A Saturday Caesura
While out on a walk one evening this week, I saw a little girl and her dad at the street corner ahead. She was learning about stop-look-listen before crossing. When they began walking, the dad’s stride was relaxed and casual, solid and sure compared to the skip-bounce tiptoe half-run of the daughter’s effort to keep up. He held her hand, providing an anchor that kept them together even though her child pace could never match his adult one.
As I watched them, I tried to remember if as a child I had ever felt the need to always be half-running just to keep up with the adult world. Even if I didn’t then, I think I do now. . . and it is exhausting.
I had another walking experience this week. It was a long walk, one that generally gets labelled as a hike, but at its core, it was still walking. Once we bushwhacked (a particularly challenging kind of walking) our way into the alpine, we could clearly see the final route to the summit. Striped of their cloak of trees and shrubs, naked mountain ridges can be deceiving, looking either easier or harder than they actually are. To one member of our group, this route looked daunting. She stopped, looked . . . and stayed stopped. Anxiety set in. Then doubt. In the end, the thought of not reaching the summit after working so hard to get this far loosened the fear enough to get her feet moving again.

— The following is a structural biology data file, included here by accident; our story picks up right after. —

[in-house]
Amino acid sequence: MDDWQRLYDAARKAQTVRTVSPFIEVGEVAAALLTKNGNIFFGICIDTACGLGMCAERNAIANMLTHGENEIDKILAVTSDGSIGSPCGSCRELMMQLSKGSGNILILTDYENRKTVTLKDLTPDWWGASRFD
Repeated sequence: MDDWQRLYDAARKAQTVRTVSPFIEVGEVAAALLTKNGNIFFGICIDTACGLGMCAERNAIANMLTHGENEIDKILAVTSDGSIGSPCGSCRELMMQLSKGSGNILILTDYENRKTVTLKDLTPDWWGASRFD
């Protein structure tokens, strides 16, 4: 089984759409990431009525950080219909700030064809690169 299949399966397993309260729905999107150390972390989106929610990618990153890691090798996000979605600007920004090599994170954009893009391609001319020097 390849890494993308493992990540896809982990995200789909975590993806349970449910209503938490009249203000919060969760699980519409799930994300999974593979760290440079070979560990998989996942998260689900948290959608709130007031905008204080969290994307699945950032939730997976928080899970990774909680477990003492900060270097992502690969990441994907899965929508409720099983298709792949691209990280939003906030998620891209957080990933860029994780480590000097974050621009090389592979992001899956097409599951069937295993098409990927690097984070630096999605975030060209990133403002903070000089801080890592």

So we encouraged her and we walked. No skip-bouncing half-running, just steady and sure walking even when the wind whipped around and through us. Look-step. Look-step. I walked and she walked right behind me, not looking left or right or up ahead– just looking at my feet. When I took a step forward on the slope, she stepped right behind me. Anchored this way to possibility rather than fear, she made it to the summit one step at a time across all the space that felt too steep, too rocky, too impossible.
So I’ve been thinking about how we walk through life and who needs us to be steady and sure. About who needs an anchor when the pace is beyond reach and the way seems too much of everything scary and daunting and impossible. The truth? Maybe there is the odd occasion where I am somehow able to be those things for someone else, but mostly (always) I’m the needy one.
The Lord makes firm the steps of the one who delights in him; though he may stumble, he will not fall, for the Lord upholds him with his hand. Psalm 37:23-24